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Senate Foreign Relations Chairman Sen. John Kerry, D-Mass., sits before the committee he has served on for 28 years and led for the past four as he seeks confirmation as U.S. secretary of state, Thursday, Jan. 24, 2013, on Capitol Hill in Washington. Kerry, who is likely to face friendly questioning on a smooth path to approval, is President Barack Obama's choice to succeed Secretary of State Hillary Rodham Clinton who is stepping down after four years as America's top diplomat.
The Senate confirmation process is a minefield for many presidential nominees. But Sen. John Kerry seemed to navigate those waters safely at his confirmation hearing to be secretary of state.

The Massachusetts Democrat was treated gently on Thursday by the Senate Foreign Relations Committee—even by the same Republicans who relentlessly grilled outgoing Secretary of State Hillary Rodham Clinton a day earlier on the administration's handling of the deadly September terrorist attack on the U.S. Consulate in Benghazi, Libya.

It doesn't hurt that Kerry—widely scorned by Republicans in 2004 when he was the Democratic presidential nominee— is the panel's present chairman and popular with colleagues of both parties.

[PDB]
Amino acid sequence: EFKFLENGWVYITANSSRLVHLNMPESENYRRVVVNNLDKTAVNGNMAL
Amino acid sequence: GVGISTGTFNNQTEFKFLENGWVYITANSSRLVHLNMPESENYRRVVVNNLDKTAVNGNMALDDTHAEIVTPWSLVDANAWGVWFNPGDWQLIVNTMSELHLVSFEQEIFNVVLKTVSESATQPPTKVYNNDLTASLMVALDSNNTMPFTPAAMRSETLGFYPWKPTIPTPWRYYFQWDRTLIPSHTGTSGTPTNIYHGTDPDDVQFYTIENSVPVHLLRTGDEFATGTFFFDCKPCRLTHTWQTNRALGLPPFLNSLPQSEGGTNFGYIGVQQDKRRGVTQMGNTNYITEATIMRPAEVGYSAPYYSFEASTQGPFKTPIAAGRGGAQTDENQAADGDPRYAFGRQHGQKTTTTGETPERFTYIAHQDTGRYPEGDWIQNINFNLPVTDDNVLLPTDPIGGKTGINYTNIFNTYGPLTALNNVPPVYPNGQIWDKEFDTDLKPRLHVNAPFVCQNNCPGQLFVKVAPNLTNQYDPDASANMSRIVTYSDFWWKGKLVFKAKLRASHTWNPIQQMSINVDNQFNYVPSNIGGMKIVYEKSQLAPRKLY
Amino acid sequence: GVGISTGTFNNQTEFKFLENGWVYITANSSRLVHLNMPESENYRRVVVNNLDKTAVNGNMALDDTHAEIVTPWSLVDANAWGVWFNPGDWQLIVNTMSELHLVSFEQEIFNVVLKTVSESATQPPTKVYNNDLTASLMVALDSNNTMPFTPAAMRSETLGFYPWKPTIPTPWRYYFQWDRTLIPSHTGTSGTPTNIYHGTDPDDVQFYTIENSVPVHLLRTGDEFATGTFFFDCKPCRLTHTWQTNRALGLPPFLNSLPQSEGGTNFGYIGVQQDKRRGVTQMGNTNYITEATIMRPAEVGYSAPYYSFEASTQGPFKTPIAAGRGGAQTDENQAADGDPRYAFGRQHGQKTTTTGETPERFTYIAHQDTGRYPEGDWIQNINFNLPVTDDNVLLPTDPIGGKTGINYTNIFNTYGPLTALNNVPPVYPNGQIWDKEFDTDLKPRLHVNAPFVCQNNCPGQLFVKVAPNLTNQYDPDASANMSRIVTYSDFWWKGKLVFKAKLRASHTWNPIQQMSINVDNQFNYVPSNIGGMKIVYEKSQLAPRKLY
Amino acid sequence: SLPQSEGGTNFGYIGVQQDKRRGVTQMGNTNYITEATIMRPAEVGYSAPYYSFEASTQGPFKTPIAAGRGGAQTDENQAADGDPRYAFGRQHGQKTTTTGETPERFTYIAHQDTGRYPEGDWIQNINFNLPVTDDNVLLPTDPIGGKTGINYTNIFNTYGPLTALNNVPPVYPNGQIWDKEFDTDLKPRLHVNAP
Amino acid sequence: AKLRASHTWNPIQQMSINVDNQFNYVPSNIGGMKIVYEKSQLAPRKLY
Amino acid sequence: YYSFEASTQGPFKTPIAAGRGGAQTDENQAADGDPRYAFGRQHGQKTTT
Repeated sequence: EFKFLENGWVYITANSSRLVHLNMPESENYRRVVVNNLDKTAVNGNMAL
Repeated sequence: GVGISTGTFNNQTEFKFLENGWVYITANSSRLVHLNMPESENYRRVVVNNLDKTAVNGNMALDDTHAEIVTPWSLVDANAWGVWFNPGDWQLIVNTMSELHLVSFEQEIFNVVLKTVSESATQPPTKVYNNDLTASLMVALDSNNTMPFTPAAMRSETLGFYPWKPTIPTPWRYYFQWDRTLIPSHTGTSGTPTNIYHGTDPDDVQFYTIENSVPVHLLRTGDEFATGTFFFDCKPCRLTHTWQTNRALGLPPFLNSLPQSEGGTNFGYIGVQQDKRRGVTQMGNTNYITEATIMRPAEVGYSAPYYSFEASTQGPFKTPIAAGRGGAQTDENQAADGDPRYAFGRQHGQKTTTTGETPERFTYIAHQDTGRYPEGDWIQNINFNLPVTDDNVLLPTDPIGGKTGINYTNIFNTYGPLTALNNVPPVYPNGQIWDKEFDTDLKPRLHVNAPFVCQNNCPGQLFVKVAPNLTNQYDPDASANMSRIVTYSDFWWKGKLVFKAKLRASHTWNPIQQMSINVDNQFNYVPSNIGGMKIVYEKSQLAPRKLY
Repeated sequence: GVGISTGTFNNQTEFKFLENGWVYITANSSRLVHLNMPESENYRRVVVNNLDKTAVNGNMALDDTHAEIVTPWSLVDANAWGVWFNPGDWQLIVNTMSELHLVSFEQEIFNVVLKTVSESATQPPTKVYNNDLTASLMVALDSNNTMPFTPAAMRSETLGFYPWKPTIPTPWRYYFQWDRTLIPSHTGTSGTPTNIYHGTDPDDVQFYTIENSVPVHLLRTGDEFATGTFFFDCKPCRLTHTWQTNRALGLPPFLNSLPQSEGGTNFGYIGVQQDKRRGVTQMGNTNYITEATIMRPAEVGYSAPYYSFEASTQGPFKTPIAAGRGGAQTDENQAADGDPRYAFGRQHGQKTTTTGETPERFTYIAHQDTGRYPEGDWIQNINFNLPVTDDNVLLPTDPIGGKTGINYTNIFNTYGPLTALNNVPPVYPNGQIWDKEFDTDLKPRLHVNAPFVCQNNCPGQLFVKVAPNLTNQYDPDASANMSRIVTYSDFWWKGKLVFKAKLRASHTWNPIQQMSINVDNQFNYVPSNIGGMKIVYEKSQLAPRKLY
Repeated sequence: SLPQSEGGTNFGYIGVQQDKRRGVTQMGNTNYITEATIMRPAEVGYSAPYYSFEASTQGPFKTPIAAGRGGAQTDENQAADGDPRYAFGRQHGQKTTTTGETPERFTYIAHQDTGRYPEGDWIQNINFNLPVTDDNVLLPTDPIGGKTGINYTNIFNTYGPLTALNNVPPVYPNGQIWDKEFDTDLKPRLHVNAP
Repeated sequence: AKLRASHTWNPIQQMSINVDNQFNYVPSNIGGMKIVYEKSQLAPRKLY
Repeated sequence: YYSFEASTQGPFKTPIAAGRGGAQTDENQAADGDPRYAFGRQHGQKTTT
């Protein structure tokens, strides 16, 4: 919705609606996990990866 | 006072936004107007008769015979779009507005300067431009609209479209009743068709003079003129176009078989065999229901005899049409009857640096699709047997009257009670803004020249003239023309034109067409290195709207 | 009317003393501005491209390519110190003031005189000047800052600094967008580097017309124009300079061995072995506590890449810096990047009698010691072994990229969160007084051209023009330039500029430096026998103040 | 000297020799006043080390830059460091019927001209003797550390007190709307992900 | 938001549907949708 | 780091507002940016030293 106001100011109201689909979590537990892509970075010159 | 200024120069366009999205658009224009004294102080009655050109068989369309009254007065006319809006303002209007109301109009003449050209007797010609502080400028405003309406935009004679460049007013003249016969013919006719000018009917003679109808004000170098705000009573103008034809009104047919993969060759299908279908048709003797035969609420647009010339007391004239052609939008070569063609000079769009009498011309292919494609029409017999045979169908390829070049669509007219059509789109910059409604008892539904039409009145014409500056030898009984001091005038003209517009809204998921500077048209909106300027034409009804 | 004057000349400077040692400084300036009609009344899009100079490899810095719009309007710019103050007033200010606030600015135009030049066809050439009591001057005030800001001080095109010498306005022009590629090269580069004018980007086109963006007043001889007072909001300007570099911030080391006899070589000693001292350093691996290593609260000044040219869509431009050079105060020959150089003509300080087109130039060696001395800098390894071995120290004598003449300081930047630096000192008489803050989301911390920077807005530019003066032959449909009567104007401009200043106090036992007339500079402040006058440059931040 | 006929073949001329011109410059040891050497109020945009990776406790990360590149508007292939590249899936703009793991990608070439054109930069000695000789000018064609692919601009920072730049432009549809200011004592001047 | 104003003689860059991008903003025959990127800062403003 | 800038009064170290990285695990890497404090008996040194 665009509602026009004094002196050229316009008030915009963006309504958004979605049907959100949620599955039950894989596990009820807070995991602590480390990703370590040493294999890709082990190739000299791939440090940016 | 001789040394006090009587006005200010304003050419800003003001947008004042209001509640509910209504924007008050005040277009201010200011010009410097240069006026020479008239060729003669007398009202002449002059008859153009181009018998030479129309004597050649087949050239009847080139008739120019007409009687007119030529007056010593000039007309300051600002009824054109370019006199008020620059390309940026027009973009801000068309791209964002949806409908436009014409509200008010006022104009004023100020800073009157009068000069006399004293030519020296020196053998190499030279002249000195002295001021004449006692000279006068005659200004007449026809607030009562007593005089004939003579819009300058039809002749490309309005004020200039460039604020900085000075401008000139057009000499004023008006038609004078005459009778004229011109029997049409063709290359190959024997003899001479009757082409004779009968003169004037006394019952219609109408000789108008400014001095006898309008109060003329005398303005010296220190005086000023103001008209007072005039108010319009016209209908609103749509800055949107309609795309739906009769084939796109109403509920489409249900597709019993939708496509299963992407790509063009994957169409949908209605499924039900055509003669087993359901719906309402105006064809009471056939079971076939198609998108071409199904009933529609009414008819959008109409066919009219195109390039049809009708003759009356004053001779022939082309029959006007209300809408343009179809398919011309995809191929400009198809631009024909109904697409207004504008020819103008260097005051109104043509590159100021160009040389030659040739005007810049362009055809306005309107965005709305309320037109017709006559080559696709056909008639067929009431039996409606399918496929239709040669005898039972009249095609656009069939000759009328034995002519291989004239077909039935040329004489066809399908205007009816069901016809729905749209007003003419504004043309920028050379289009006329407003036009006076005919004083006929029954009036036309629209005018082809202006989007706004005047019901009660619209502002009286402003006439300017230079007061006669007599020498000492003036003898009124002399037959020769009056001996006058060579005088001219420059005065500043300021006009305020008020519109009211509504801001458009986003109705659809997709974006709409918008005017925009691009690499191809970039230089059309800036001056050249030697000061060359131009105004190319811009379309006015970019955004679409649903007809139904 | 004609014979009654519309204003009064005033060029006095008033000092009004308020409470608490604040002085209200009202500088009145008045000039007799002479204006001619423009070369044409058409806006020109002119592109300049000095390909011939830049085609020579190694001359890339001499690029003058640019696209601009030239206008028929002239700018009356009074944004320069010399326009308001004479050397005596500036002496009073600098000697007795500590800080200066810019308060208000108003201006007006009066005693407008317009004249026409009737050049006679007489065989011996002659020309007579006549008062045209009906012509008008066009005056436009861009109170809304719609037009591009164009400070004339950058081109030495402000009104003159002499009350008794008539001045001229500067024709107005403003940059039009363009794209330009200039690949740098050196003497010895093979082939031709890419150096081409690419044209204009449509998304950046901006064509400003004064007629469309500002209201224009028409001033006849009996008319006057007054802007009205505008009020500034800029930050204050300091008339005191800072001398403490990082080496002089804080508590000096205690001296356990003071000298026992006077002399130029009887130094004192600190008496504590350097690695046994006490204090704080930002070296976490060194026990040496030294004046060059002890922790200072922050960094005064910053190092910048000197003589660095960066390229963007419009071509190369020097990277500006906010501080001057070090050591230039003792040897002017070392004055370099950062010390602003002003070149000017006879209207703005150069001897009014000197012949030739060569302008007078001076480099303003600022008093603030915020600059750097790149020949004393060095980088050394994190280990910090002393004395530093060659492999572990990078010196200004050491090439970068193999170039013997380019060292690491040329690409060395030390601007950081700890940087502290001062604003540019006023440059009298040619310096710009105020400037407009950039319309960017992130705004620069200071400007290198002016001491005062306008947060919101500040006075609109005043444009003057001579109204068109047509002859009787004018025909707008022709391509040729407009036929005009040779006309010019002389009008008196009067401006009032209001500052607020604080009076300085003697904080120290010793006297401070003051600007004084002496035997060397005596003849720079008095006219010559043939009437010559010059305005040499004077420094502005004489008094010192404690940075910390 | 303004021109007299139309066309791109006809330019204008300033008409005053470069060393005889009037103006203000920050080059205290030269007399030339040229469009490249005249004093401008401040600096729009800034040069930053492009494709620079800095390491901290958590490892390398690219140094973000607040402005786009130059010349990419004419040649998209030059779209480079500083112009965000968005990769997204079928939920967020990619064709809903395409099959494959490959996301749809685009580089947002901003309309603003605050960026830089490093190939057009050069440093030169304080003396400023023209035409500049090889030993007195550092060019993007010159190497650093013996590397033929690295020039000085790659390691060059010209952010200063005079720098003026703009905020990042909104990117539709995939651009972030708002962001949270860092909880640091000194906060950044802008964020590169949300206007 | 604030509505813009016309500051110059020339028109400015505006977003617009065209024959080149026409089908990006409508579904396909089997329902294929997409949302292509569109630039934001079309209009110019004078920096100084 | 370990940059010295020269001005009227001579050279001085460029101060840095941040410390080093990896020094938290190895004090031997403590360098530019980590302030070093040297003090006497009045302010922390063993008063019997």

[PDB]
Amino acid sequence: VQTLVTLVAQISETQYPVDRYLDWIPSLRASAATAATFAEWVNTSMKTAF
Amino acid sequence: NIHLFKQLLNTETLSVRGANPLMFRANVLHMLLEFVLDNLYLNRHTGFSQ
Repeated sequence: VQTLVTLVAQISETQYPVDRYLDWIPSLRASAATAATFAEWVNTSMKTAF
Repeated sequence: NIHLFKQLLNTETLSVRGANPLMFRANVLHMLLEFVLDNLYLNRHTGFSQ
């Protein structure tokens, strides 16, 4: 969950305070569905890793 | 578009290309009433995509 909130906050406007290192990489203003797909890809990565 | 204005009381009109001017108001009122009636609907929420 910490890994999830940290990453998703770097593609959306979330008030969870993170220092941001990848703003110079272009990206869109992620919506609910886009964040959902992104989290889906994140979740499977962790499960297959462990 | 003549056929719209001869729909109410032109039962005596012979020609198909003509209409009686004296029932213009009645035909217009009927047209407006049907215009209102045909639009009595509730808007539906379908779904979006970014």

"You're ready to go," said Sen. Bob Corker of Tennessee, the panel's top-ranking Republican. "My sense is your confirmation will go through very, very quickly."

Sen. John McCain, R-Ariz., called his fellow Vietnam War veteran "my friend" and told members Kerry's qualifications for the job "are well known to you and all of our colleagues."

It won't be nearly as smooth for President Barack Obama's nominations of former Republican Sen. Chuck Hagel for defense secretary or John Brennan to head the CIA.

Both are sure to face tough questioning from senators— Hagel about past statements on Iran, gays and Israel; Brennan, now the top White House counterterrorism adviser, on the Benghazi attack.

Kerry and the committee members were clearly comfortable with each other.

Sen. Bob Menendez, D-N.J., the incoming chairman, wondered how Kerry would be able to "explain to world leaders how you could have been rooting for the Boston Red Sox instead of what the world knows is the New York Yankees as the team of the world."

Kerry laughed it off.

And the clear affection didn't only flow from the committee to Kerry.

Here's how he kicked off his testimony: "Let me say I've never seen a more distinguished and better looking group of public officials in my life."

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